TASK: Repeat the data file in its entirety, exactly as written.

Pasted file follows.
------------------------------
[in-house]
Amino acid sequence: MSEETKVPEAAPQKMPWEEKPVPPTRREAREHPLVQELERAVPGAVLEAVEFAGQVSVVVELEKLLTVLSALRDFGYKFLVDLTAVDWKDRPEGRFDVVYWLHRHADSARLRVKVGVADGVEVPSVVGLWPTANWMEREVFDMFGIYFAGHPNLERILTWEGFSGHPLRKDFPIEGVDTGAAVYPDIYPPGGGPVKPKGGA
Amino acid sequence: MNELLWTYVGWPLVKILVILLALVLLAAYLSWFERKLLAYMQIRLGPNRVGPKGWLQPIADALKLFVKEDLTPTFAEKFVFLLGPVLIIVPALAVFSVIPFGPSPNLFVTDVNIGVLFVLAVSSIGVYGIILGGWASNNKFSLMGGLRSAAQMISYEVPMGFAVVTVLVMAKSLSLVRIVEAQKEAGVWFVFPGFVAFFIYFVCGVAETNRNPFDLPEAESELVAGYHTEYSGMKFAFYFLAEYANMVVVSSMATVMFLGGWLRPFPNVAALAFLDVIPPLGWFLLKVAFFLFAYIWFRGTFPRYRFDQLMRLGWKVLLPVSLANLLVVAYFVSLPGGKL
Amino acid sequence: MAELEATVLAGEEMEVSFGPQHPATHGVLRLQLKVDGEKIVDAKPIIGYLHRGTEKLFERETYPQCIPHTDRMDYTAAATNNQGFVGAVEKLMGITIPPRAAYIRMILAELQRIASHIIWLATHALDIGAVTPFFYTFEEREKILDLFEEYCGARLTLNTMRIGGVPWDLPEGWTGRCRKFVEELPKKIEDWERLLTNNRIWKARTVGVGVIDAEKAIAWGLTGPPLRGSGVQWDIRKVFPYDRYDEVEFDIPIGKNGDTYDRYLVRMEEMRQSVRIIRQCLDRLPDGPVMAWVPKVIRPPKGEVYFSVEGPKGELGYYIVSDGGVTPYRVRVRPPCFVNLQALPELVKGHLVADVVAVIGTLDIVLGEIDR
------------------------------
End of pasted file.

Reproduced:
[in-house]
Amino acid sequence: MSEETKVPEAAPQKMPWEEKPVPPTRREAREHPLVQELERAVPGAVLEAVEFAGQVSVVVELEKLLTVLSALRDFGYKFLVDLTAVDWKDRPEGRFDVVYWLHRHADSARLRVKVGVADGVEVPSVVGLWPTANWMEREVFDMFGIYFAGHPNLERILTWEGFSGHPLRKDFPIEGVDTGAAVYPDIYPPGGGPVKPKGGA
Amino acid sequence: MNELLWTYVGWPLVKILVILLALVLLAAYLSWFERKLLAYMQIRLGPNRVGPKGWLQPIADALKLFVKEDLTPTFAEKFVFLLGPVLIIVPALAVFSVIPFGPSPNLFVTDVNIGVLFVLAVSSIGVYGIILGGWASNNKFSLMGGLRSAAQMISYEVPMGFAVVTVLVMAKSLSLVRIVEAQKEAGVWFVFPGFVAFFIYFVCGVAETNRNPFDLPEAESELVAGYHTEYSGMKFAFYFLAEYANMVVVSSMATVMFLGGWLRPFPNVAALAFLDVIPPLGWFLLKVAFFLFAYIWFRGTFPRYRFDQLMRLGWKVLLPVSLANLLVVAYFVSLPGGKL
Amino acid sequence: MAELEATVLAGEEMEVSFGPQHPATHGVLRLQLKVDGEKIVDAKPIIGYLHRGTEKLFERETYPQCIPHTDRMDYTAAATNNQGFVGAVEKLMGITIPPRAAYIRMILAELQRIASHIIWLATHALDIGAVTPFFYTFEEREKILDLFEEYCGARLTLNTMRIGGVPWDLPEGWTGRCRKFVEELPKKIEDWERLLTNNRIWKARTVGVGVIDAEKAIAWGLTGPPLRGSGVQWDIRKVFPYDRYDEVEFDIPIGKNGDTYDRYLVRMEEMRQSVRIIRQCLDRLPDGPVMAWVPKVIRPPKGEVYFSVEGPKGELGYYIVSDGGVTPYRVRVRPPCFVNLQALPELVKGHLVADVVAVIGTLDIVLGEIDR